We rated the Pixel 3’s camera as the best camera phone money could buy, a title it held until the launch of the Huawei P30 Pro. Can the next Pixel win back the coveted title for Google? Things are certainly looking good from the leaks we’ve seen.
Considering the reputation of the Pixel’s camera, you may be surprised to hear that Google is the only mainstream flagship phone manufacturer to have not yet embraced multiple rear camera sensors. That’s set to change with the Pixel 4.
Multiple sensors will likely introduce some welcome versatility to the Pixel’s camera, raising our already sky-high expectations.
Related: What is a ToF camera?
Telephoto: There have been suggestions that the Pixel 4’s secondary camera will be a telephoto sensor, rather than a super wide-angle sensor, offering better zoom and depth for portrait mode.
Expanded gamut: Google’s next Pixel phone could benefit from another key upgrade to its camera that involves expanding the range of colours the camera is able to capture. According to XDA Developers, a couple of signs have emerged that point at future Pixel phones having an expanded P3 colour gamut, which can capture a range of colour 25% larger than standard sRGB.
In May, Google announced that wide colour gamut support was on the way but didn’t give any clear release date. It seems likely the upgrade will come to the Pixel 4, effectively confirmed by a June discovery from within the Google Camera app, which allows for the use of the wider P3 colour gamut.
Astro photography: A recent leaked video, which looks very much like a promo for the upcoming phone, shows that Google may be introducing a mode in the camera that’ll be able to capture snaps of stars.
Finally, what’s really set the Pixel apart from the competition has been its cutting-edge image processing, and we can’t wait to see the improvements Google has in store for this year’s flagship.
Pixel 4 features and software – What else will it do?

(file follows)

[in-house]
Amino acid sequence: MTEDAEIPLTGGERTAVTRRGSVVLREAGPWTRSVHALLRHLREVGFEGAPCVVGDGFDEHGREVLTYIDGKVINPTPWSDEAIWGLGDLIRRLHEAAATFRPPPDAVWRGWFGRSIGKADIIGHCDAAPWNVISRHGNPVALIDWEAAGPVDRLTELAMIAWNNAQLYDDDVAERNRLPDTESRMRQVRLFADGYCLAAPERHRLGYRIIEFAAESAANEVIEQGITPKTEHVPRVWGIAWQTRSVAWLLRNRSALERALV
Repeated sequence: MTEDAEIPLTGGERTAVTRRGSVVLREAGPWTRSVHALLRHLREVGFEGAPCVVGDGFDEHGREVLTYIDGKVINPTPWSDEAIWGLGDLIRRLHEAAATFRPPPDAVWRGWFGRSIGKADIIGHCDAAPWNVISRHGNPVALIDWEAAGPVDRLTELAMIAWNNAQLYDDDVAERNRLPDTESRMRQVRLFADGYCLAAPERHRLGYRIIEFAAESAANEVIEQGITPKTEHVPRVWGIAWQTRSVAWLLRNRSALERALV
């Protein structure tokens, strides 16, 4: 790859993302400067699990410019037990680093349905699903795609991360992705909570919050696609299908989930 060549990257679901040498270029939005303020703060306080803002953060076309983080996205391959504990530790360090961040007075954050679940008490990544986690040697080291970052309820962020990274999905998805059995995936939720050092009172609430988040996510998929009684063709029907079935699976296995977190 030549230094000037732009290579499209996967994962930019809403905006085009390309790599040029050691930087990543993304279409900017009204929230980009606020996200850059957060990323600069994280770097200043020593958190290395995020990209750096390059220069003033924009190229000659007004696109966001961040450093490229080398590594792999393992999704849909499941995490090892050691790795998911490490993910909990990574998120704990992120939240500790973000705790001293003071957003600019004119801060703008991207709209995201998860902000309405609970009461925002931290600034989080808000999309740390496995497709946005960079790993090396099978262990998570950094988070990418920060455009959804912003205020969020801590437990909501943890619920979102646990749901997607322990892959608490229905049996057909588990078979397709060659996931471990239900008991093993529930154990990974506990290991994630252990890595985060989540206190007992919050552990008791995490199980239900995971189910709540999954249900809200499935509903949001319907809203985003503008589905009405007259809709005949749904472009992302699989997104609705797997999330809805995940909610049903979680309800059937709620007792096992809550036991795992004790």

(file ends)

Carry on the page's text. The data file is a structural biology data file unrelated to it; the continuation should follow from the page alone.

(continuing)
New processor: Based on the pattern set by previous models, we expect the next Pixel to come loaded with the latest flagship Qualcomm chipset: the Snapdragon 855. There’s a slight chance it could pack the slightly newer – but overwhelmingly gaming-focused – Snapdragon 855 Plus.
Unfortunately for buyers though, this release schedule means that Pixels always ship with the latest Qualcomm processor right at the end of its lifecycle (in this case, we’re expecting the Snapdragon 865 to be released shortly afterwards).
Battery: A leak from early August has claimed that the Pixel 4 XL will have a respectable 3700mAh battery, and the standard model will feature a 5.7-inch screen and a modest (even disappointing) 2800mAh battery.
More sensors: In a blog post that went up in late July, Google confirmed the array of sensors that will be housed in the phone’s top bezel. From left to right, there’s a face unlock IR camera, a front facing camera, an ambient light/proximity sensor, an audio port, a soli radar chip, a face unlock dot projector, another face unlock IR camera and a face unlock flood illuminator.
Faster face recognition: As far as face unlock is concerned, Google is promising the activation will be a little faster than solutions like Apple’s Face ID tech, writing: “Other phones require you to lift the device all the way up, pose in a certain way, wait for it to unlock, and then swipe to get to the homescreen. Pixel 4 does all of that in a much more streamlined way.
“As you reach for Pixel 4, Soli proactively turns on the face unlock sensors, recognizing that you may want to unlock your phone. If the face unlock sensors and algorithms recognize you, the phone will open as you pick it up, all in one motion.”
More privacy: The company claims the data won’t leave your phone and won’t be shared with other Google services.
Motion sensing: As for the Motion Sense technology, which comes via the Project Soli technology, Google is including a sensor that can track “sub millimetre motions at high speed and accuracy.”
The blog post continues: “Pixel 4 will be the first device with Soli, powering our new Motion Sense features to allow you to skip songs, snooze alarms, and silence phone calls, just by waving your hand. These capabilities are just the start, and just as Pixels get better over time, Motion Sense will evolve as well.”
The only downside to all of these new sensors is that there’s no longer room for a secondary wide-angle selfie cam.
New Android: The Pixel 4 will come running Android 10, which has just been released to older Pixel devices. One new tweak that might be exclusive to the new phones is an Assistant mode that’ll take control when you’re stuck on hold during a phone call.
Pixel 4 5G?
5G: We haven’t heard anything convincing either way about the Pixel 4 and 5G connectivity, but we’d be surprised if the new handset included support for next-gen mobile networks.
Related: 5G in the UK